Sir Charles has become fearful that his granddaughter Jocelyn will never become a proper lady, so he chooses to send her off to Miss Eliza Crumb Biddlecomb's Finishing School for Young Ladies. But, twelve-year-old Jocelyn has always dreamed of one day becoming a pirate and sailing with her father Captain Hook on an adventure. Life at finishing school is not what Jocelyn had in mind because everyone seems to detest her, her roommate has an affinity for pink, she's been assigned a maid servant to dress and bathe her, and all she hears day in and day out is "don't slump" and "sit up." The only upside is when she meets Roger in the carriage house and the two quickly become friends, but Miss Eliza decides that Roger isn't a good influence on Jocelyn and sends him away. Jocelyn feels it's time she left the finishing school too, but when a letter from her father arrives asking her to "avenge my death. Come to Neverland, hunt the beast and destroy it..." this may just be the adventure that Jocelyn has been waiting for.
I absolutely adored Hooks Revenge. It is a very sweet story about a girl that longs for her mother, father and a little adventure in her life. I loved Jocelyn's seemingly look of "wide-eyed innocence," while at the same time she is brandishing swords, carrying spiders in her pocket, and coming to the dinner table with "twigs in her unruly dark curls, muddy knees, and grass stains on the seat of her pants." Jocelyn was such an endearing character she speaks to you with her willfulness and tomboyish ways. She is also very resourceful when put in a bind. Yet, there was also this softer side to Jocelyn, that was filled with self doubts and a desire to live up to the Hook family name. Jocelyn seemed to struggle over wanting to do what she felt her father expected of her, but also not wanting to fail. Jocelyn really grew throughout the story, she became more confident in herself and started to see what really mattered to her.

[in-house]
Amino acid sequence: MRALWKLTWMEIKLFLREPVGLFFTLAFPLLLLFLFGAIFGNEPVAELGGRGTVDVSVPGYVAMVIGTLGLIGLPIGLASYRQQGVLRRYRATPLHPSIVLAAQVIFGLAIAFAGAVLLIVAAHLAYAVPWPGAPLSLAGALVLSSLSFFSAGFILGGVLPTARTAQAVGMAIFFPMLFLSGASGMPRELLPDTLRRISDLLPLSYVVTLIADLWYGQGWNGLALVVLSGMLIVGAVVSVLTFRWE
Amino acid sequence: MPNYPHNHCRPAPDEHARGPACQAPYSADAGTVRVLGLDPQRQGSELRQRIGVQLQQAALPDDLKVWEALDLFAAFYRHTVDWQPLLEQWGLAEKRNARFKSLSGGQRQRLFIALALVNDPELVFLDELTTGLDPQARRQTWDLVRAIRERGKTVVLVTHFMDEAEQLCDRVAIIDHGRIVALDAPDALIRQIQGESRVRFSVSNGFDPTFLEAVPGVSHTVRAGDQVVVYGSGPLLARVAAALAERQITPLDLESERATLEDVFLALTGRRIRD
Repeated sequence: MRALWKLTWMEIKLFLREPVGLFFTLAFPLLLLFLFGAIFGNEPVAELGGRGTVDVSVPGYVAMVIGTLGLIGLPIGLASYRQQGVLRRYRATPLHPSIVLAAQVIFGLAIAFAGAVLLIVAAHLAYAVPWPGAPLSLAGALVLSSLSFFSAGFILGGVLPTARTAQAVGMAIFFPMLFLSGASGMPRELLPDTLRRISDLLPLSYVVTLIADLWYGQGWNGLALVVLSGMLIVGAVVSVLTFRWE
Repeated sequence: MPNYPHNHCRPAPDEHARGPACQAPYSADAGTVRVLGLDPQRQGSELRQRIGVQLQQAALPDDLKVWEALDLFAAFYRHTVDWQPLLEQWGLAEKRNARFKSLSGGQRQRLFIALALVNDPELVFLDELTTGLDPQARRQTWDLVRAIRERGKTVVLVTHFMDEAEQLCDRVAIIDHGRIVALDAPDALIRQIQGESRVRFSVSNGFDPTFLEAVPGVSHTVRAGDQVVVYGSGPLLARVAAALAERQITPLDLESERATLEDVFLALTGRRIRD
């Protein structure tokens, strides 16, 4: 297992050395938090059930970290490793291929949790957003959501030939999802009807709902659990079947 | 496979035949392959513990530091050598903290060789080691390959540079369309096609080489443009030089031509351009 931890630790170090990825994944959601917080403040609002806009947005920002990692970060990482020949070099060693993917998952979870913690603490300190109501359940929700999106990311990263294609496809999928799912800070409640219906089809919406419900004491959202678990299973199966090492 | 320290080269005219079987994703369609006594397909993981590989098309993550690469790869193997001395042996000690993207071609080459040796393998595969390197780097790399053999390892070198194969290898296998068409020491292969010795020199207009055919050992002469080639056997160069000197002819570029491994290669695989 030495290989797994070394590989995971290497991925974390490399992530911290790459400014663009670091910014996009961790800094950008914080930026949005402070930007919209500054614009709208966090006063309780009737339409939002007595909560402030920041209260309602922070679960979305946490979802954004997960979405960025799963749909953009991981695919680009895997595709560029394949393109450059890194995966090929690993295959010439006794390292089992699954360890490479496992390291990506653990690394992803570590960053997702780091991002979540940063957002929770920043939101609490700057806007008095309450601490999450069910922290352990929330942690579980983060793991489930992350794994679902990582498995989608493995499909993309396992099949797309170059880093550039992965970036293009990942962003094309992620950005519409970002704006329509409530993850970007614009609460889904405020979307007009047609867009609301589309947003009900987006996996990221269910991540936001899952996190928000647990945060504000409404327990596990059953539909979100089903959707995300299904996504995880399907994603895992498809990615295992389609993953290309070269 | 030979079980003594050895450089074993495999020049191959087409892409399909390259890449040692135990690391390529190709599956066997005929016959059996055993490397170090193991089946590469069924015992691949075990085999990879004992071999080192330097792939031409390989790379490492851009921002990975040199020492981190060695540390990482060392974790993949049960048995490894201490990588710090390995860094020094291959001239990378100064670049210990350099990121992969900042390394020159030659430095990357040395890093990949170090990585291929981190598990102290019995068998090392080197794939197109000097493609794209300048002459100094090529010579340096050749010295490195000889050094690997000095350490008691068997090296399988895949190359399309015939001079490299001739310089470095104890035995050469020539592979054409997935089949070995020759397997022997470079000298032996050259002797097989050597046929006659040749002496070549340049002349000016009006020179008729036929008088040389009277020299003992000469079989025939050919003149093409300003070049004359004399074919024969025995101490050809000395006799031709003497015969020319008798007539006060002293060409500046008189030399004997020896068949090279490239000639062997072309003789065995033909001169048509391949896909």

While at the finishing school Jocelyn meets Roger. It's like kismet, they both want to be pirates, have adventures, and they spend time together reading books and looking at maps. Roger is the one who helps Jocelyn figure out how to fit in with the expectations at her school by saying "the way I see it is this: When it comes to your lessons. Miss Eliza pipes and you have to dance - but who is to say you can't choose your own steps?" They make for a great team and their friendship shines throughout the story. Plus, the bantering is quite humorous.
Schulz defiantly plays homage to Peter Pan by J.M. Barrie in Hooks Revenge. There are plenty of mermaids, Peter Pan, fairies, pirates, and even the dreaded crocodile with his tick-toking clock. But for me, it's the wonderful voice of the unknown narrator who provides the laugh out loud dialogue. There is something comforting in that voice that I just can't put my finger on. Don't get me wrong though, the narrator is kind of cantankerous too, but oh so funny, like this line: "There is no use putting it off any longer; it is time to tell what I know, lest the girl's story die with me. Settle in, I suppose. Do be sure not to touch anything, and for heaven's sake, please don't breathe so loudly. If you're comfortable, I'll pour myself a little drink and begin. If you are not comfortable, I'll begin anyway. Your comfort is of little concern to me." Hook's Revenge is a wonderful story that will easily appeal to boys or girls who are looking for swashbuckling pirates and a little adventure of their own.